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Cincinnati’s Airport Location Failure

In an ever globalizing economic system, it becomes increasingly more important for metropolitan regions to have a strong international airport that not only provides reliable high-quality air service to the residents and businesses of that region. Cincinnati’s robust corporate community has historically helped position the Cincinnati/Northern Kentucky International Airport as one of the major players in the nation thanks to a large Delta presence.

That presence is nowhere near the same today and Cincinnati’s international airport may soon be positioned to lose its Delta hub status altogether thanks to the recent Delta/Northwest merger that left the Cincinnati with the odd airport out with nearby hubs in Atlanta and Detroit.

Atlanta is Delta’s hometown and has the busiest airport, as measured by enplaned passenger, in the world. Meanwhile Detroit Metro Airport is a large newly renovated facility that was a major hub for Northwest prior to the merger. The new mega-airline no longer has a need for the overlapping hubs and seemingly has its eyes set on giving Cincinnati the treatment Pittsburgh received US Airways reduction from a prominent “hub” to a mere “destination” in 2008.

With Cincinnati’s large and growing business community, a region experiencing regional population growth, and a central location to other large metropolitan markets it would seem like Cincinnati’s international airport should be anything but the odd airport out in this shuffle – especially with recently upgraded facilities, top-of-the-line security, and large capacity. The problem might be that Cincinnati’s international airport is located in Northern Kentucky.

This is not said as a slight to Kentucky, but rather said as a reality that Northern Kentucky represents the southern most reaches of the Cincinnati Metropolitan Statistical Area (MSA), and is very distant from the southern reaches of Dayton’s MSA that is poised to be merged with Cincinnati following the 2010 Census creating the Cincinnati-Dayton Metroplex with roughly 3.1 million people.

Imagine this: Instead of having the Cincinnati/Northern Kentucky International Airport on Cincinnati’s south side and the Dayton International Airport on Dayton’s north side, the new metroplex has one mega-regional airport located in the middle of the two population and job centers. The draw would be so great that the airport would attract travelers from Columbus and Indianapolis alike for its profound reach much like the Hartsfield-Jackson International Airport in Atlanta.

Cincinnati/Northern Kentucky International Airport view during early stages of construction of the third parallel north/south runway (top left) – image from Landrum & Brown.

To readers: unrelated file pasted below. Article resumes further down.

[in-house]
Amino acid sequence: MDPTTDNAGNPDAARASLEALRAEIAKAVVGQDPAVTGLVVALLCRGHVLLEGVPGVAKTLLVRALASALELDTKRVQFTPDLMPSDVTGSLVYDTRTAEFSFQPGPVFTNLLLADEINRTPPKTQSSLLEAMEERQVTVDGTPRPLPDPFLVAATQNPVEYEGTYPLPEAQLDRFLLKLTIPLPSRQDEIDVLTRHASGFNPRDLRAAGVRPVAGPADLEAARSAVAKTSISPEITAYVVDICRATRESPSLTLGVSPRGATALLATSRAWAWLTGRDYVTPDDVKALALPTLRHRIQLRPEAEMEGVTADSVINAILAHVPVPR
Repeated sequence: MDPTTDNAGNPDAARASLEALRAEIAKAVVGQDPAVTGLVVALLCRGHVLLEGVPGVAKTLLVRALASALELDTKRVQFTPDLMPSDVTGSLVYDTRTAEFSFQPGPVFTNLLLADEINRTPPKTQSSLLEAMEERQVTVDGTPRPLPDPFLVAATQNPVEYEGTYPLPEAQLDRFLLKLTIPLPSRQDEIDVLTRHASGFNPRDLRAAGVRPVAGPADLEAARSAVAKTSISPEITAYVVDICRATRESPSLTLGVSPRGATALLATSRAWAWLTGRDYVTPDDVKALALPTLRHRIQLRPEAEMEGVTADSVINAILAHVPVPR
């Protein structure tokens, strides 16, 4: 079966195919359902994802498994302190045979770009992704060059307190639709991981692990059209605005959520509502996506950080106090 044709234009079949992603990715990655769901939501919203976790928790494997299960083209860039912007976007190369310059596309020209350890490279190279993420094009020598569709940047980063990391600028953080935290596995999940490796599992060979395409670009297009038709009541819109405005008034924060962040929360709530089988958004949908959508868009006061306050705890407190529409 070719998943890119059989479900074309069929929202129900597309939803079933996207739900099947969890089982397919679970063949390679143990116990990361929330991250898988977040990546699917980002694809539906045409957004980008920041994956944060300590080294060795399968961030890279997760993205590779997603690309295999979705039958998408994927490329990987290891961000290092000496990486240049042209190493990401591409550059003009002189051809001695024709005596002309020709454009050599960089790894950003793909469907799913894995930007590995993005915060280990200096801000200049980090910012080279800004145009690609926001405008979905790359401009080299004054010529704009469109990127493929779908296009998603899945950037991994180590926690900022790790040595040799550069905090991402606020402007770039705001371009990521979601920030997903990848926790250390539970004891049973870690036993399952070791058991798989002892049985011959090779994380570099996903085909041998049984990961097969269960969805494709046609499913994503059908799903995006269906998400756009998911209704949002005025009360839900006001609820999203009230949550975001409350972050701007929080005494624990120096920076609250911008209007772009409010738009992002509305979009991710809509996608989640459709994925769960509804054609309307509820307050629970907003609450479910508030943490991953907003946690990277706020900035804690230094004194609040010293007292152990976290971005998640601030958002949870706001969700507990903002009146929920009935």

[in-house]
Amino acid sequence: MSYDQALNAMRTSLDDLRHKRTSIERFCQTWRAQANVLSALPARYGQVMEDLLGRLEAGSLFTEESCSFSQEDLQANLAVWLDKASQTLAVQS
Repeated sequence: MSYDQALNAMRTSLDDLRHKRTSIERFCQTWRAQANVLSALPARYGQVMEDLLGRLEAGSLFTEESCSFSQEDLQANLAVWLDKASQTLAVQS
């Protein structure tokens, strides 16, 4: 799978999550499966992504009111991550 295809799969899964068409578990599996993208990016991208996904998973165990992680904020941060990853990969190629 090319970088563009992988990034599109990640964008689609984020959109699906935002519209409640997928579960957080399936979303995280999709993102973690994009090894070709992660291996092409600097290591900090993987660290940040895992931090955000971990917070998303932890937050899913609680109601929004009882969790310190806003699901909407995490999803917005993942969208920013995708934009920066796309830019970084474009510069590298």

A mega-regional international airport located around the Monroe area in Butler County would been a further distance from the center cities of both Cincinnati and Dayton when compared to both cities existing airports, but Cincinnati would not have the difficult and expensive navigation over the Ohio River and Dayton would be able to benefit from an international airport with the pulling power of Cincinnati combined with their own.

The region is currently pouring $2-plus billion into the construction of a new river crossing primarily needed because of the sprawl in Northern Kentucky, and by association, the related industries that locate around airports. This money instead could have been used to construct high-quality rail connections between the population and job centers of Cincinnati and Dayton with the international airport located in northern Butler County. The inevitable metroplex then would have not only had a larger and more effective international airport serving its residents and businesses, but the metroplex would have had passenger rail connecting the two centers with one another.

Had this scenario played out, would we be talking about Detroit’s international airport experiencing reduced service instead? Would we be talking about a $2-plus billion bridge replacement over the Ohio River? Would the northern and southern sprawl outward from Cincinnati been instead consolidated into the northern corridor along I-75 that has been met with Dayton’s southern sprawl? How much economic and population impact would this have represented for the State of Ohio? Would the Cincinnati-Dayton Metroplex be an even greater center for aviation industries than it already is?

The answers to these questions may not be easily identifiable or defined, but it does seem clear that the best location for a large international airport serving the Cincinnati-Dayton Metroplex would have been in the middle of the two population and job centers – not the far southern or northern reaches.

By Randy A. Simes

Randy is an award-winning urban planner who founded UrbanCincy in May 2007. He grew up on Cincinnati’s west side in Covedale, and graduated from the University of Cincinnati’s nationally acclaimed School of Planning in June 2009. In addition to maintaining ownership and serving as the managing editor for UrbanCincy, Randy has worked professionally as a planning consultant throughout the United States, Korea and the Middle East. After brief stints in Atlanta and Chicago, he currently lives in the Daechi neighborhood of Seoul’s Gangnam district.